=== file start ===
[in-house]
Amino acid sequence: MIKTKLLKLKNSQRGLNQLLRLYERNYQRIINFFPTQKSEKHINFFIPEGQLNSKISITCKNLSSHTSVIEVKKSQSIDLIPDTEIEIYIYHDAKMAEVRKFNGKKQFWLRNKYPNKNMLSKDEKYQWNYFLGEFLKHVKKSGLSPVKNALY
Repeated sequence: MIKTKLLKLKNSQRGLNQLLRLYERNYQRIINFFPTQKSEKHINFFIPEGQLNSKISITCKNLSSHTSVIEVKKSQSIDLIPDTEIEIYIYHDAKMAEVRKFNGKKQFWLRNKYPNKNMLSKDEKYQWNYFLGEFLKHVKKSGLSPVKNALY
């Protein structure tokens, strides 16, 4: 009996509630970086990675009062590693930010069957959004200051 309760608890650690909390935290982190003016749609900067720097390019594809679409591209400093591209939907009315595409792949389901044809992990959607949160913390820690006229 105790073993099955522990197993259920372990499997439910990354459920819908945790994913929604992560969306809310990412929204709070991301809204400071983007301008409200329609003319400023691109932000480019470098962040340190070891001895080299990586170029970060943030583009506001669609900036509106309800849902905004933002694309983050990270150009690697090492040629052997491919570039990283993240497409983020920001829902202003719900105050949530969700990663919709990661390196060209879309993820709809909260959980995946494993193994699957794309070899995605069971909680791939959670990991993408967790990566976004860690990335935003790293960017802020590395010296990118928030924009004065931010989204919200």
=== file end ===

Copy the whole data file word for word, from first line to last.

[in-house]
Amino acid sequence: MIKTKLLKLKNSQRGLNQLLRLYERNYQRIINFFPTQKSEKHINFFIPEGQLNSKISITCKNLSSHTSVIEVKKSQSIDLIPDTEIEIYIYHDAKMAEVRKFNGKKQFWLRNKYPNKNMLSKDEKYQWNYFLGEFLKHVKKSGLSPVKNALY
Repeated sequence: MIKTKLLKLKNSQRGLNQLLRLYERNYQRIINFFPTQKSEKHINFFIPEGQLNSKISITCKNLSSHTSVIEVKKSQSIDLIPDTEIEIYIYHDAKMAEVRKFNGKKQFWLRNKYPNKNMLSKDEKYQWNYFLGEFLKHVKKSGLSPVKNALY
């Protein structure tokens, strides 16, 4: 009996509630970086990675009062590693930010069957959004200051 309760608890650690909390935290982190003016749609900067720097390019594809679409591209400093591209939907009315595409792949389901044809992990959607949160913390820690006229 105790073993099955522990197993259920372990499997439910990354459920819908945790994913929604992560969306809310990412929204709070991301809204400071983007301008409200329609003319400023691109932000480019470098962040340190070891001895080299990586170029970060943030583009506001669609900036509106309800849902905004933002694309983050990270150009690697090492040629052997491919570039990283993240497409983020920001829902202003719900105050949530969700990663919709990661390196060209879309993820709809909260959980995946494993193994699957794309070899995605069971909680791939959670990991993408967790990566976004860690990335935003790293960017802020590395010296990118928030924009004065931010989204919200």